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Sunday, June 17, 2007

Song of the Week: Living In A Moment



Well the world just loves two lonely people
The world just loves two broken hearts
The odds were against it but baby here we are
In our own little place in our own little corner
This old cold world just got a little warmer
For the rest of my life I'm gonna hold you in my arms




Chorus:
And when they carve my stone all they'll need to write on it
Is once lived a man who got all he ever wanted
Tell me something who could ask for more
Then to be living in a moment you would die for

If I never get rich on what money can buy
It don't matter to me and I'll tell you why
I've got it all when I'm holding you this way
I'll live to love you I'd die to keep you
Safe inside these arms that need you
I'll be loving you with the very last breath I take

Chorus

Bridge:
Ashes to ashes dust into dust
I'll lay beside you forever in love




Last Chorus:
And when they carve my stone all they'll need to write on it
Is once lived a man who got all he ever wanted
Tell me something who could ask for more
Then to be living in a moment
Loving every minute
Tell me something who could ask for more
Then to be living in a moment you would die for




Living in a moment
I would die for



Here's the set up, Nashville at its worst:

Kroger yanks Out and About saying it promotes ‘agenda’

By Amy Griffith (agriffith@nashvillecitypaper.com)
June 05, 2007

Nashville Kroger stores have incited the ire of readers of Out and About, a local newspaper serving the gay community, by removing the papers from distribution racks at 34 area stores.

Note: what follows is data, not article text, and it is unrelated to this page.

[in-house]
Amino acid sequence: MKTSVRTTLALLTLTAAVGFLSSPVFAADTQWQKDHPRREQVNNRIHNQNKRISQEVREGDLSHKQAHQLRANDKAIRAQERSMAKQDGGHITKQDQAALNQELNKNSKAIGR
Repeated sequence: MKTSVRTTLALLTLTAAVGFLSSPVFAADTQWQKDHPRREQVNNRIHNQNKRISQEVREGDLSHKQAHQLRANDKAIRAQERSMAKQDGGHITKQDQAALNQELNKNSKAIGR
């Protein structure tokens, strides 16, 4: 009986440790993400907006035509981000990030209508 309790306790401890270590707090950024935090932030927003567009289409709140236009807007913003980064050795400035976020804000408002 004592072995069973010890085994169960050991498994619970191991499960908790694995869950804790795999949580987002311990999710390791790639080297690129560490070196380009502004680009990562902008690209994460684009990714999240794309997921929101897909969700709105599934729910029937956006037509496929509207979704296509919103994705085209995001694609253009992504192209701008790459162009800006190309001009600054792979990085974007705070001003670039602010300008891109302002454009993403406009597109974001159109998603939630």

The papers were there according to the terms of a month-old contract with DistribuTech, a national company that rents space at retail stores for free publications. Out and About had signed on to pay almost $1,800 each month for space at the Kroger stores, plus three Harris Teeter locations, through DistribuTech.

But after three weeks on the rack, the papers were pulled, and Out and About’s publisher, Jerry Jones, was told by local DistribuTech general manager Rob Taylor that the contract is under review at the request of Kroger.

On Monday, Kroger spokesperson Melissa Eads said in a statement that the papers were removed in accordance with a company policy of not offering publications that serve political or other agendas.

“We have had a long-standing policy in place that prohibits the third-party from distributing publications that promote political, religious or other specific agendas,” Eads said. “Kroger strives to be a store for the entire community and that necessitates remaining neutral on many issues. We think this is a fair approach to everyone.”

Kim Council, the media consultant who worked with Out and About's to secure the contract, said Kroger had opportunities to review the publication before the contract was in place.

“We had a signed contract, and DistribuTech delivered the paper,” Council said. “It was done according to DistribuTech’s [protocols].”

The contract charges O&A $1,720.50 each month, to be paid to DistribuTech, for rack space at 34 Kroger stores and three Harris Teeters. Though O&A management are aware of no complaints from Harris Teeter management about the papers, DistribuTech is re-evaluating the entire contract after Kroger’s complaint, Jones said.

All free publications distributed at Kroger stores must work through DistribuTech, Council said. DistribuTech has contracts with more than 60,000 retail locations and 2,000 publications nationwide, according to company information. The deal between O&A and DistribuTech took six to eight months to broker, Council said.

DistribuTech officials declined to comment Monday.

The deal with Kroger meant a revision in strategy for O&A, Jones said. The publication ceased its policy of mailing free newspapers, believing that working with Kroger stores would be a better way to reach all its readers.

“It really helped mainstream our publication,” Jones said. “Everybody goes grocery shopping.”

Also at issue, O&A managers say, is the fact that they consider the paper to be a community publication. Each issue has a news focus, and unlike other free publications distributed at locations including Kroger stores, Out and About has a policy against sex-related ads.